(Drop In talk, 06.11.18.)
This week is always a sombre time of year when our minds move towards Remembrance Sunday. I don’t want to put a dampener on the mood today, but I thought as we gathered today it would be good for us to pay our respects together.
For some of us the impact of the World Wars is more immediate than for others. Strangely, I find the older I get, the nearer I feel – as a child it seemed like something that happened generations ago, now I’ve lived longer I suddenly realise just how close the end of the Second World War is to today, it’s no time really. Naturally my thoughts turn to my maternal Grandad who fought in Burma. He survived the conflict in the jungle, but many years later it was the jungle that killed him, his body weakened by the various diseases he contracted during his time there, especially his collapsing spine caused by polio.
But of course, conflict has not gone away, and there have been many wars since WW2, and they continue today, some conventional, others non-conventional such as the so called war on terror.
As a Christian at this time of year I find myself reflecting on Jesus’ teaching about conflict, and his dramatic teaching that even to call someone a fool makes you guilty of murder. We may not have taken up arms, but we’ve all I suspect harboured hatred in our hearts and said and done things that have hurt and divided. Disagreement is not something we do well in this country these days – you only have to look at the debates about Brexit to see how quickly different views turn into slanging matches and name calling. We’re still fighting.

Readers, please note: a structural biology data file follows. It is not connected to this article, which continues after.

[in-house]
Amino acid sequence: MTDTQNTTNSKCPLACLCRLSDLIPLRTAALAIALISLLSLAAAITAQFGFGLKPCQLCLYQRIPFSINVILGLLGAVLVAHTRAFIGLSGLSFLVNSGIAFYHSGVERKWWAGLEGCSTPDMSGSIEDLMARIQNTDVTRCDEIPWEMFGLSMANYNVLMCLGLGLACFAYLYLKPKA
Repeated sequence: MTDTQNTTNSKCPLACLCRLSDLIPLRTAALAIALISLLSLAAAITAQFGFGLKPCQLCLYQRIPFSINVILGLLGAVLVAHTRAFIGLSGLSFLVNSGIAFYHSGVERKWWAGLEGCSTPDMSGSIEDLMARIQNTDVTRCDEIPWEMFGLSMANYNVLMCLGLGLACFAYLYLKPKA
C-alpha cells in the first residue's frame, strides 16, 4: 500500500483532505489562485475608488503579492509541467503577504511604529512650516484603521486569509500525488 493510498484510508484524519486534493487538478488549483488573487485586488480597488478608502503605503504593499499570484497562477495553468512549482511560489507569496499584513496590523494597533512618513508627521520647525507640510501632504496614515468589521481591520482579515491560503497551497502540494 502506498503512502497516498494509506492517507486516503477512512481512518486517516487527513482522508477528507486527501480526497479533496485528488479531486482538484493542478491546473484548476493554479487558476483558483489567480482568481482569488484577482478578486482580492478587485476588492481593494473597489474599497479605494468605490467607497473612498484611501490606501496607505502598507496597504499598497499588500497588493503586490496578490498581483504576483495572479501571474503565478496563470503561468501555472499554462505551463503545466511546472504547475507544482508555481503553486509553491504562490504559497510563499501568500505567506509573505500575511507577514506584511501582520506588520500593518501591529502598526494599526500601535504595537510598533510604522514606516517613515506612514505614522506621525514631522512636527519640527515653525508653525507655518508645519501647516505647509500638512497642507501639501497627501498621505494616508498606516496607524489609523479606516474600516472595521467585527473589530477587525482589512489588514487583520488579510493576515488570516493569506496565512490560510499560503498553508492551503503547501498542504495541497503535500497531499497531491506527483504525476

When we think back to those like my Grandad who fought and suffered, not to forget the impact on families and loved ones, what is the best response we can make? For me, the best response is to try and end fighting in my own life, and to seek instead to be a peacemaker, seeking to encourage mutual understanding and a willingness to listen to each other and find constructive ways to deal with our differences and disagreements, rather than destructive ones. If we could learn to put our desires to one side and seek to serve each other instead, that would be a fitting response to conflicts past and present, and the best tribute to Jesus who gave his life in the quest for peace.
Posts labelled ‘From the Pastor’s Pen’ reflect our ministers’ views and not necessarily those of Wormley Free Church/The Countess of Huntingdon’s Connexion